By Ken Reed

The recent Special Olympics event held in California was a great success, from many perspectives.

But in my mind, the most exciting development is the growth of Unified Sports, teams made up of athletes with and without intellectual disabilities. Unified Sports is a great tool for mainstreaming athletes with intellectual disabilities.

“The real sort of long-term vision (for Special Olympics) is total inclusion,” says Bart Connor, a former USA gymnast and now a Special Olympics board member.

“What we are really promoting now is this division of Special Olympics called Unified Sports made up of a team of individuals with and without intellectual disabilities playing together. And if we get that right, that could be mainstream in public schools. This is about inclusiveness. This not only raises the play and the experience for the athletes; it also is a catalyst for a connection. So, you might likely become friends with an athlete that you might have never had the opportunity to meet. And that means you will invite them to your house or to a movie. That is what we are talking about. It’s social acceptance, and sport is the vehicle to help make that happen.”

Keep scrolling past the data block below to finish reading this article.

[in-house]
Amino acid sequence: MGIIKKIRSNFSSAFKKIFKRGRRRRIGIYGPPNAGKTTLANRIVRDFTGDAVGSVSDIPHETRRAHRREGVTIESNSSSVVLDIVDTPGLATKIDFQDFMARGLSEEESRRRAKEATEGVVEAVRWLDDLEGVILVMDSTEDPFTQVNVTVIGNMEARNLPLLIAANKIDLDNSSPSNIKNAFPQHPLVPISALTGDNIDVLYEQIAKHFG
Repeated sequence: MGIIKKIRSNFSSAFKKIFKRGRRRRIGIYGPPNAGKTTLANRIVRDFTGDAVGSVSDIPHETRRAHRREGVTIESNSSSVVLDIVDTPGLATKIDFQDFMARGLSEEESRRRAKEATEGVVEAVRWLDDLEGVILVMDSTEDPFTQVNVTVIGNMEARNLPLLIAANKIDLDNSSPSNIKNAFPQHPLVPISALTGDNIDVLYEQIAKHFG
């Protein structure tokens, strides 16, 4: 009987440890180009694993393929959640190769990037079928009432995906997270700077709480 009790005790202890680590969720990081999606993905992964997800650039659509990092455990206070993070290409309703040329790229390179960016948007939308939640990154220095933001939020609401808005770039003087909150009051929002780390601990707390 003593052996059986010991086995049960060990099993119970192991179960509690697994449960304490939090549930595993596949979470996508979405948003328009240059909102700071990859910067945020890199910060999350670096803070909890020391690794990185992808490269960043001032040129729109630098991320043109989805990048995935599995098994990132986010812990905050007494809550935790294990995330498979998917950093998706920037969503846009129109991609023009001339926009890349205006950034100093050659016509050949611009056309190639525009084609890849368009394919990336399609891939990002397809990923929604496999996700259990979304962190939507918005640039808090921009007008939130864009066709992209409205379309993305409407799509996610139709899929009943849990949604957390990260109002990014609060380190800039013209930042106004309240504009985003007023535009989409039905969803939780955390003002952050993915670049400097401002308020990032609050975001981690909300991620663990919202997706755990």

Scott Gleeson wrote a terrific piece on the Unified Sports movement within Special Olympics in the “For the Win” section of USA Today. He points out the importance of inclusion, not just for Special Olympics athletes but society as a whole.

“[Unified Sports} is a movement, and one that needs as much fuel as possible,” wrote Gleeson. “Whether it’s in school or in the workforce, people with intellectual disabilities are undoubtedly stigmatized. Weird. Stupid. Different. The list goes on.”

Special Olympics chairman Timothy Shriver also stresses the importance of inclusion, which was highlighted in this year’s Games.

“We know without a doubt people with intellectual disabilities are isolated and excluded,” said Special Olympics chairman Timothy Shriver.

“Our mission is not to run big events. Our goal is to create an opportunity for connection. Sooner rather than later, we need to have an inclusive sports program in every school in the nation. We should have a Title IX for every school for those with intellectual disabilities and call it Title Unified.”

Ken Reed, Sports Policy Director, League of Fans


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